Chicago Fire follows the lives of the crew of Engine 51, Truck 81, Squad 3, Medic 61 and Battalion 25. The pilot episode opens with what appears to be a routine house fire that turns deadly for one of their own. Beloved Fireman Andy Darden is killed in a backdraft event. A month later, there is still animosity between Lt. Matthew Casey (Jesse Spencer), head of Truck 81, and Lt. Kelly Severide (Taylor Kinney), head of Rescue Squad 3 as both leaders blame each other for Darden's death. Casey blames Severide for not venting the back of the home before entering to recue an individual believed to be in the attic. Severide blames Casey for allowing Darden to break a window and enter the home in the first place.
As the episode moves forward, we are also introduced to Peter Mills (Charlie Barnett), a candidate for the department who has aspirations to join the rescue squad, and Paramedics Gabriela Dawson (Monica Raymund) and Leslie Shay (Lauren German), who face a disciplinary hearing after Dawson accidentally inserts a needle into an automobile accident victim's heart in an attempt to save her life. There are also side stories regarding Casey's love life, Severide's shoulder injury and more.
Okay, I was really looking forward to Chicago Fire. I knew it wasn't going to be as much fun as one of my now defunct favorites, Third Watch, but I expected a lot considering that the Chicago Fire Department is one of the most respected in the US. So, after watching the pilot, I wondered where the consultants were. The show reminds me a lot of Trauma, coincidentally another failed rescue drama that Taylor Kinney starred in. The scenes featuring the fire are lacking of authenticity. The first thing I noticed was how the firemen were entering engulfed structures. No firefighter enters the area practically standing straight like the folks on this show - they enter in a low crouch. Visibility is entirely too good on this show - we all know how hard it is to see through smoke and flames. Backdrafts just don't happen the way they did in this show - trust me, I have it on good authority, being friends with quite a few firefighters. And how many minutes was the fire department in the structure before a line was brought in to get water on the fire? Unacceptable!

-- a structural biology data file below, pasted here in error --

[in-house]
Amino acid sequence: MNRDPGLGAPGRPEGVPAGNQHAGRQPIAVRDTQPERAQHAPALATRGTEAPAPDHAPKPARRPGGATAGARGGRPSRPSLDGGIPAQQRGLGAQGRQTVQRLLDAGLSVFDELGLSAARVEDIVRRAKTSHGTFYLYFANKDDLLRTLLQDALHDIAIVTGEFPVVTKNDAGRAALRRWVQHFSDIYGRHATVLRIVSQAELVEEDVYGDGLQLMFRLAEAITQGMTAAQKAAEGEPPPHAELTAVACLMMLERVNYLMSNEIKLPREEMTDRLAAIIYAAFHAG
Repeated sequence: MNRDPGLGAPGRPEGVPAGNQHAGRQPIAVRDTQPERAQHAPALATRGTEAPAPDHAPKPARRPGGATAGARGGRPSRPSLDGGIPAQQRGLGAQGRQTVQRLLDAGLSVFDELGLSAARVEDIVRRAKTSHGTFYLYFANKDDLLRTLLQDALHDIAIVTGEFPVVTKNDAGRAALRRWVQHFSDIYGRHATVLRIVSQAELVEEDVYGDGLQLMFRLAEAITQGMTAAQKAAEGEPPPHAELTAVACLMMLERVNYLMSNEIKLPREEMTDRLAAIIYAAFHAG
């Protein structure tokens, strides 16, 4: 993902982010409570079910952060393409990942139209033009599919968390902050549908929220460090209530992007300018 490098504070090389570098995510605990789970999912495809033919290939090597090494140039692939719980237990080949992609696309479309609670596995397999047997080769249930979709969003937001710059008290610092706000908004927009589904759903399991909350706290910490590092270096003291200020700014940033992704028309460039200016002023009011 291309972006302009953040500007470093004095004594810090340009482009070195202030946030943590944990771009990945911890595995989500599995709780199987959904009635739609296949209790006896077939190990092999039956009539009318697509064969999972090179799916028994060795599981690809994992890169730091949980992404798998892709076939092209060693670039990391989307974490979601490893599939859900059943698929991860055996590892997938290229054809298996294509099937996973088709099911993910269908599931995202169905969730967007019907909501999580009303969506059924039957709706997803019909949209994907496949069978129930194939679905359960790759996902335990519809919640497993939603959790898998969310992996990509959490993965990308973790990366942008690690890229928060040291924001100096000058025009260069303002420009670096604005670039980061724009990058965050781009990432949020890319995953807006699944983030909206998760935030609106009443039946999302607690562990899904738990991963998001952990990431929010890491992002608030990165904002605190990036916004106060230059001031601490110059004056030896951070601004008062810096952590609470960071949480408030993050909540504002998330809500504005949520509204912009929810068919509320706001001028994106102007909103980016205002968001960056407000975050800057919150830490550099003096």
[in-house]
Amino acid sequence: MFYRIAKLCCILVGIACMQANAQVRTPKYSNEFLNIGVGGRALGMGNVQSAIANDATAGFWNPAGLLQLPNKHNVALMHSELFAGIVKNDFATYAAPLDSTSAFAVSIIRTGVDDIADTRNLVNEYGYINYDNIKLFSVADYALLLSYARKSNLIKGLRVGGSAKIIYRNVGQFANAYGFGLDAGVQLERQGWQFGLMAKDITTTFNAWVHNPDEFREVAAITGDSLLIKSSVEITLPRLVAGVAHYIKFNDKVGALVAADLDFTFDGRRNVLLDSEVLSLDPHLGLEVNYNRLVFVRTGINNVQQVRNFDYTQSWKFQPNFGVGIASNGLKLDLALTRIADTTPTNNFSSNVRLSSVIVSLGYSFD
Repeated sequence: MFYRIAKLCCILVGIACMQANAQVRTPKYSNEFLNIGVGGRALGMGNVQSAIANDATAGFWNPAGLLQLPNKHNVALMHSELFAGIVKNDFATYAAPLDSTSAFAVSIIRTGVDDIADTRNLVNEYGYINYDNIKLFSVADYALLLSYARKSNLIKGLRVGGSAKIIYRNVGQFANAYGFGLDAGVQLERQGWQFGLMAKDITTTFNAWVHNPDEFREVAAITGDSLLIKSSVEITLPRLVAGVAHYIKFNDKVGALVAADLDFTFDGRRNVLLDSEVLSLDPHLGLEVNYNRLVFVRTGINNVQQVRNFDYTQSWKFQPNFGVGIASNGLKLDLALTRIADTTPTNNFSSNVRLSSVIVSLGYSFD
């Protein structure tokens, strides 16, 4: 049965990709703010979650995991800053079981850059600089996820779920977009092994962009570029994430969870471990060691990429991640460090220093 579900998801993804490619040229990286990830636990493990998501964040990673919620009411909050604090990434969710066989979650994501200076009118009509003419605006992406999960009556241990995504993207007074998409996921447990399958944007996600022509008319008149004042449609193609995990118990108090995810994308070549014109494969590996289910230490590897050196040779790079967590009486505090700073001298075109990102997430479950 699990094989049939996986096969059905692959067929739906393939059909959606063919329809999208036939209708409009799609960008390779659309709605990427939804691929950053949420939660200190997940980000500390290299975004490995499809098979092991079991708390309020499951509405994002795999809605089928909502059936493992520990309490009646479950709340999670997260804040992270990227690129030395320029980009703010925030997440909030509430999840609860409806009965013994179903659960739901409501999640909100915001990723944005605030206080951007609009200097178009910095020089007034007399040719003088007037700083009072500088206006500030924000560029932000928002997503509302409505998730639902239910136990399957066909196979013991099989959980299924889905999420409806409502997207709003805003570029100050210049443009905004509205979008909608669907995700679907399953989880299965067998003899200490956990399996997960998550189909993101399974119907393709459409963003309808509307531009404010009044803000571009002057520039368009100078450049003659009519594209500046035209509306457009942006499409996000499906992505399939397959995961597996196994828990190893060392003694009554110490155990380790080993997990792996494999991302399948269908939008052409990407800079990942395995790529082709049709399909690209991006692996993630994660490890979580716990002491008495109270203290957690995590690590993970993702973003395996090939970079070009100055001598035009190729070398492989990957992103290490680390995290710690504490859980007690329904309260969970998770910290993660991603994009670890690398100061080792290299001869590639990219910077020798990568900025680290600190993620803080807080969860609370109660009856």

Then, there's the story - like I really buy that a paramedic is going to get a shooter to drop his gun by yelling at him. Casey walks around like a sad sack all the time - the brooding look only gets you so far. What happened to Jesse Spencer's acting skills since leaving House? The actors don't appear to have much chemistry with one another and the characters are so blah that I don't even want to know more about them. Then there's the fact that every moment of this show was predictable, from the backdraft to the tension pneumo to the firefighters falling through the floor. As you can see, I was completely turned off by this show...and it actually happened within the first half hour.
In closing, I found Elementary to be a surprisingly good take on an old favorite and Chicago Fire to be a surprisingly bad take on just about anything. Elementary is definitely a show worth watching, while Chicago Fire is an utterly predictable turnoff...in fact, I predict that the powers that be at NBC will be turning Chicago Fire off some time within the next few episodes.